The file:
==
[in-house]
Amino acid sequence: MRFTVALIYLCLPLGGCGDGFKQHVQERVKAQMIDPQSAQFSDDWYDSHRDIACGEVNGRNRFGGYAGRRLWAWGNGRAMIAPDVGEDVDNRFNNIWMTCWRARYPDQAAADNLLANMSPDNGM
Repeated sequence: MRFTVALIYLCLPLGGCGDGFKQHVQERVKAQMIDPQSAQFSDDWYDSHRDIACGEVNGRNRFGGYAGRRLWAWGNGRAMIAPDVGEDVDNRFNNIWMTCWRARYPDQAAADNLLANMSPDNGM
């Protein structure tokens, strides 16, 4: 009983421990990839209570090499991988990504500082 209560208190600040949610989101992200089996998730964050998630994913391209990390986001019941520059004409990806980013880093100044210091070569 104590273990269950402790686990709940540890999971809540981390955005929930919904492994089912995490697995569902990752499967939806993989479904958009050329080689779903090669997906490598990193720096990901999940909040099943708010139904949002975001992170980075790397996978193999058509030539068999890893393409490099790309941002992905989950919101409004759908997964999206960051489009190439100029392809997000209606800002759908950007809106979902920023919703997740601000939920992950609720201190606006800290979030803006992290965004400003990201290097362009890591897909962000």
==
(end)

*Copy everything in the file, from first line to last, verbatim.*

[in-house]
Amino acid sequence: MRFTVALIYLCLPLGGCGDGFKQHVQERVKAQMIDPQSAQFSDDWYDSHRDIACGEVNGRNRFGGYAGRRLWAWGNGRAMIAPDVGEDVDNRFNNIWMTCWRARYPDQAAADNLLANMSPDNGM
Repeated sequence: MRFTVALIYLCLPLGGCGDGFKQHVQERVKAQMIDPQSAQFSDDWYDSHRDIACGEVNGRNRFGGYAGRRLWAWGNGRAMIAPDVGEDVDNRFNNIWMTCWRARYPDQAAADNLLANMSPDNGM
């Protein structure tokens, strides 16, 4: 009983421990990839209570090499991988990504500082 209560208190600040949610989101992200089996998730964050998630994913391209990390986001019941520059004409990806980013880093100044210091070569 104590273990269950402790686990709940540890999971809540981390955005929930919904492994089912995490697995569902990752499967939806993989479904958009050329080689779903090669997906490598990193720096990901999940909040099943708010139904949002975001992170980075790397996978193999058509030539068999890893393409490099790309941002992905989950919101409004759908997964999206960051489009190439100029392809997000209606800002759908950007809106979902920023919703997740601000939920992950609720201190606006800290979030803006992290965004400003990201290097362009890591897909962000």